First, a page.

I was forbidden to see Paddington 2 at the cinema by my partner at the time as she said that a single white male in his forties shouldn’t go alone to see a kids film at the cinema. She probably had a point too, but at the same time I’m not sure I can ever forgive her as I love this film so much and really wish I’d seen it on the big screen along with an audience who were enjoying every second of it.
The first Paddington film surprised audiences and critics by being a enchanting piece, full of innocence and joy, along with a design aesthetic which never ceased to delight. Directed by Paul King, who was responsible for The Mighty Boosh tv series and the underrated Bunny and the Bull, the script was heartwarming in the extreme, and bursting with charm, and that’s once again the case here except that everything that made the first film so great is multiplied to the extent that we have one of the best family films ever made on our hands here.
The story line is a more complicated affair than the first, but that’s not in any way to its detriment, as when a valuable pop up book is stolen somewhat shockingly Paddington (beautifully voiced by Ben Whishaw) is considered the prime suspect and is soon carted off to prison. Of course the Browns, the family who have adopted him, don’t think he’s guilty for a second (or at least the majority don’t), and so work to clear his name as Paddington does his very best to adapt to prison life, making friends with an extremely likeable if motley bunch, before escaping to clear his name.
While Nicole Kidman made for a great villain in the first film, Hugh Grant’s absolutely stunning here. Grant was occasionally mocked back in the nineties for being a little one note in his portrayal of rich young males, something which I always felt was a little unfair, but he’s recently shown his critics just how wrong they were in roles such as Jeremy Thorpe in Russell T.Davies A Very English Scandal, and he’s sublime as the villain of the piece, clearly relishing getting the chance to be deliciously over the top as he’s the epitome of the scoundrel “You’ll love to hate”.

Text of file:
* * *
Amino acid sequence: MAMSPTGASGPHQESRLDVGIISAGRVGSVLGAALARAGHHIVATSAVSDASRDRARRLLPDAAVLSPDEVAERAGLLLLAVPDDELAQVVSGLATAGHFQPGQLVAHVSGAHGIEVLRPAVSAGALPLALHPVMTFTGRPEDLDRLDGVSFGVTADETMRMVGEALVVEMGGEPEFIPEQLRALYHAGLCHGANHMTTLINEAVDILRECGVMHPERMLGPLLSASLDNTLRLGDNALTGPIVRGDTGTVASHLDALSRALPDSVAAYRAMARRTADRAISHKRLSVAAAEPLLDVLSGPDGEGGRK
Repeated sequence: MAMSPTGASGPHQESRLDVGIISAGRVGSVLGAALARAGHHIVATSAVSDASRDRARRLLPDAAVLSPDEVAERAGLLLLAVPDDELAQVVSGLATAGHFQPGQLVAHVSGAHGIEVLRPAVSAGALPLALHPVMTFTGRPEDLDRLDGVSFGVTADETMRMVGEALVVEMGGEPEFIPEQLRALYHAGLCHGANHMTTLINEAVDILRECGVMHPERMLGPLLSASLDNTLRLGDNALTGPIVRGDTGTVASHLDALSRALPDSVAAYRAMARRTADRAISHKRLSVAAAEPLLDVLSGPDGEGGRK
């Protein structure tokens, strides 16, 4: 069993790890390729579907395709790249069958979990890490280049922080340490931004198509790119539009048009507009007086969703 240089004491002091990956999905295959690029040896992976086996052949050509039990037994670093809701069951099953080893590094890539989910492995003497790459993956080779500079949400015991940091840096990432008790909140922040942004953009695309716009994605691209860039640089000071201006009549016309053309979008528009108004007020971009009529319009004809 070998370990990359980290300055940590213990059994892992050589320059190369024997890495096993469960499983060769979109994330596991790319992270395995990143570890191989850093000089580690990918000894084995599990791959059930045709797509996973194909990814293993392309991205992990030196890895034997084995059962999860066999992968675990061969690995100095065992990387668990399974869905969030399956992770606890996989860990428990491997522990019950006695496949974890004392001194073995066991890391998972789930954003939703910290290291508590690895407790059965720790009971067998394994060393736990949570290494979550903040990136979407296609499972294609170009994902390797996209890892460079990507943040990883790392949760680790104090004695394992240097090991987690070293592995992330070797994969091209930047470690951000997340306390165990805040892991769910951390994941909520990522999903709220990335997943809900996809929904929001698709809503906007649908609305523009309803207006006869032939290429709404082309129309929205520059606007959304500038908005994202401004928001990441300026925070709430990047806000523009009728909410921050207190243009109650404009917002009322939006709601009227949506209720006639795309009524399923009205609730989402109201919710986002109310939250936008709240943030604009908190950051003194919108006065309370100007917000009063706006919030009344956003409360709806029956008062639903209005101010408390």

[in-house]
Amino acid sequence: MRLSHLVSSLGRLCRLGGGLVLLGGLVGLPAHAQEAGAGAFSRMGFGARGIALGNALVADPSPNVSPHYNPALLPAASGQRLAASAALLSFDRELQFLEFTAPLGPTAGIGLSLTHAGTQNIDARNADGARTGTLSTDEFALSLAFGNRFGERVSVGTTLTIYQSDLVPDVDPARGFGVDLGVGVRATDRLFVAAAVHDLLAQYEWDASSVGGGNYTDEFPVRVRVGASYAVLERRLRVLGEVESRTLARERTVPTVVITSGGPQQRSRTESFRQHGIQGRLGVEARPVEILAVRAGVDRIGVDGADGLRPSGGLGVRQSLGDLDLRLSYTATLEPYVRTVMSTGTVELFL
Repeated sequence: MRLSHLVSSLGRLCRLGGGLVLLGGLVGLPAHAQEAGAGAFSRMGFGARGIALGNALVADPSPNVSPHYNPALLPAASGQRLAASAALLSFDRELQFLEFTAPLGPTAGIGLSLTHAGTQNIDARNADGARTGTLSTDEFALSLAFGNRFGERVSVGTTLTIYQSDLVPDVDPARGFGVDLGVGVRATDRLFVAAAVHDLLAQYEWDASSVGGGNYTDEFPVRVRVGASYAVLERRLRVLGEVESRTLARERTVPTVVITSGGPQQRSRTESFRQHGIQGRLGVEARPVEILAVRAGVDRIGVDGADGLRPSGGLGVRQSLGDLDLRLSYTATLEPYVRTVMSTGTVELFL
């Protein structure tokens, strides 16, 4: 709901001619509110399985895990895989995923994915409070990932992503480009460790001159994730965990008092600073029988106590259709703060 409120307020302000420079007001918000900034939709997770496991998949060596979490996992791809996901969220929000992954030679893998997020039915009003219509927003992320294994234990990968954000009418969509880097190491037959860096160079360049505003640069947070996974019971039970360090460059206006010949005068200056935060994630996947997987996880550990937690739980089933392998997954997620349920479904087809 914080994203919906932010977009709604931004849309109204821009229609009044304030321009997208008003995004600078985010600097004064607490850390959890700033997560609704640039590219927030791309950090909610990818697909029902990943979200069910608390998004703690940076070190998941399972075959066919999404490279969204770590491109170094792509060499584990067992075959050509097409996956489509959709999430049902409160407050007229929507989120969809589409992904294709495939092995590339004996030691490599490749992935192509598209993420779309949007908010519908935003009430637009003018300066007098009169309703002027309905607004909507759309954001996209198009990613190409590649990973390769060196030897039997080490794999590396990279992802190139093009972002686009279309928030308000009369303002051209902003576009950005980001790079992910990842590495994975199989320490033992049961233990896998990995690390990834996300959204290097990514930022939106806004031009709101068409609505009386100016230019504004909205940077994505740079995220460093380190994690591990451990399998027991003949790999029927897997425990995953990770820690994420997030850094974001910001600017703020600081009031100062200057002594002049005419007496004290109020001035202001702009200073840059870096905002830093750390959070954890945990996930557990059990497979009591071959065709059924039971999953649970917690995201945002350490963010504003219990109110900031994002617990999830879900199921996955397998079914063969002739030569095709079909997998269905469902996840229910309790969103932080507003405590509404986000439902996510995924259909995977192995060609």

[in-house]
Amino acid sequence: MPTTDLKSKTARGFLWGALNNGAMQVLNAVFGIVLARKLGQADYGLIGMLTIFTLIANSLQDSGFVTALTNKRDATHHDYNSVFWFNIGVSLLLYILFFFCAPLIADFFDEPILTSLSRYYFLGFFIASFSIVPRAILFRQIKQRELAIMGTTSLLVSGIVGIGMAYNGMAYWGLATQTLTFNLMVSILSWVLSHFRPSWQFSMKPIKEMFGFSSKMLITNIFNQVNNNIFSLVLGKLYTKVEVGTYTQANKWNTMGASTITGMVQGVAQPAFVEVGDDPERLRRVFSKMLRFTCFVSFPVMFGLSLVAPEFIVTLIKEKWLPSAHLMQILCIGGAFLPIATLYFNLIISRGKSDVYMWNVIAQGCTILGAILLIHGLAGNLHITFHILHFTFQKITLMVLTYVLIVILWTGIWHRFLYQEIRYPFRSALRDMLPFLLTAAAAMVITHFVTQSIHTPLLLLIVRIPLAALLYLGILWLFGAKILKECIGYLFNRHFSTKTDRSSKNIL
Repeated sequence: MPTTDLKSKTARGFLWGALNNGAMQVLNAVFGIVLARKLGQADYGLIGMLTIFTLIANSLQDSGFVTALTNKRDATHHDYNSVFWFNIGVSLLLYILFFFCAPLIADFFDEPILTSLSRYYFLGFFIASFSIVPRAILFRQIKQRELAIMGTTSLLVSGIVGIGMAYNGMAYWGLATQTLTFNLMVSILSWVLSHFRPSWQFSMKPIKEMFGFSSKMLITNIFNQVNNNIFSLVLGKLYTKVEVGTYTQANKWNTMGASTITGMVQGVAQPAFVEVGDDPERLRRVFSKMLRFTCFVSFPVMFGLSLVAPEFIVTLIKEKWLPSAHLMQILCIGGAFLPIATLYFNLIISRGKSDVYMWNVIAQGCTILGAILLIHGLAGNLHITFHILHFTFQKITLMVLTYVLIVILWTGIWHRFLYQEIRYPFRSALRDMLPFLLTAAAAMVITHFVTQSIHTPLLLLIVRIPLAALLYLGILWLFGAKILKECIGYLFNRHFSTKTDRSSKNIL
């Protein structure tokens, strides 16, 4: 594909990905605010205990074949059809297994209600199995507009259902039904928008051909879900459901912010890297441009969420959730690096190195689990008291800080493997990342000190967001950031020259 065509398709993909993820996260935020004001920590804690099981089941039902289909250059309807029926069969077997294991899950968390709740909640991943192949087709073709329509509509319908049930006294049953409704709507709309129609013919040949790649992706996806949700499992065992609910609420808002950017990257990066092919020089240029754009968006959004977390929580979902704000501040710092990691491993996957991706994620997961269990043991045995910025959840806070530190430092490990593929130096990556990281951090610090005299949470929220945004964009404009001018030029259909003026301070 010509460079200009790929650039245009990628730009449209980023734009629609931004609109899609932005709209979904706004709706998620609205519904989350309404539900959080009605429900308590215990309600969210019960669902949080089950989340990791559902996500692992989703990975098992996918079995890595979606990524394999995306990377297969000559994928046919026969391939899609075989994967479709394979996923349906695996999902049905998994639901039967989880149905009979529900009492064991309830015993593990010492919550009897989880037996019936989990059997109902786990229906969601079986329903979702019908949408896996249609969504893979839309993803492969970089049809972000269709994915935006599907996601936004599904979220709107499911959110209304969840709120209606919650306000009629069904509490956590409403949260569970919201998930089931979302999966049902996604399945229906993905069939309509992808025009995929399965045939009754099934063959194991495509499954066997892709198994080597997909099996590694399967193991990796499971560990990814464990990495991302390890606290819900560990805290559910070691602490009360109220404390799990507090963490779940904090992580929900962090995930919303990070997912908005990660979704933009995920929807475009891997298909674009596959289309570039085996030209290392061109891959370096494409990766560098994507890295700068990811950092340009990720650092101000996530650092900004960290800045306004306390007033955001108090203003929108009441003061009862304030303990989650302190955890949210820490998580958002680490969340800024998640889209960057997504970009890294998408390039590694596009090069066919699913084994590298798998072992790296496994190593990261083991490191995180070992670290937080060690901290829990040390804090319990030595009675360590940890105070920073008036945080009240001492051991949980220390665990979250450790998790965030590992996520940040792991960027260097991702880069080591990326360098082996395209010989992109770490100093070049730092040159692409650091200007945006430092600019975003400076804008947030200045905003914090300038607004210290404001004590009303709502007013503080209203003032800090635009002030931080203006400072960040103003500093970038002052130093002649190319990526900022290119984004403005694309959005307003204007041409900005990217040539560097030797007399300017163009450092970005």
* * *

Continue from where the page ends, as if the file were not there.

All of the cast are equally as good (though if forced at gunpoint I’d have to say that Brendan Gleeson’s Knuckles may just be my favourite of the non-regular characters), but it’s the central character of Paddington that makes the film so special. An innocent abroad and then some, his kindness, his caring and his warmth makes him quite frankly bloody adorable, and I’d use stronger language bar that it would seem oh so wrong when talking about such a delectable and enchanting fella.
A film which will no doubt be seen as a classic in years to come, it’s sweet in the extreme without ever becoming sickly, and packed with hilarious gags that will make you laugh out loud when you remember them months if not years afterwards. Never less than visually stunning, and swiftly directed so that every scene is essential and without an ounce or even a milligram of fat on it, it’s close to being the perfect kid’s film, albeit one which everyone of any age should also adore.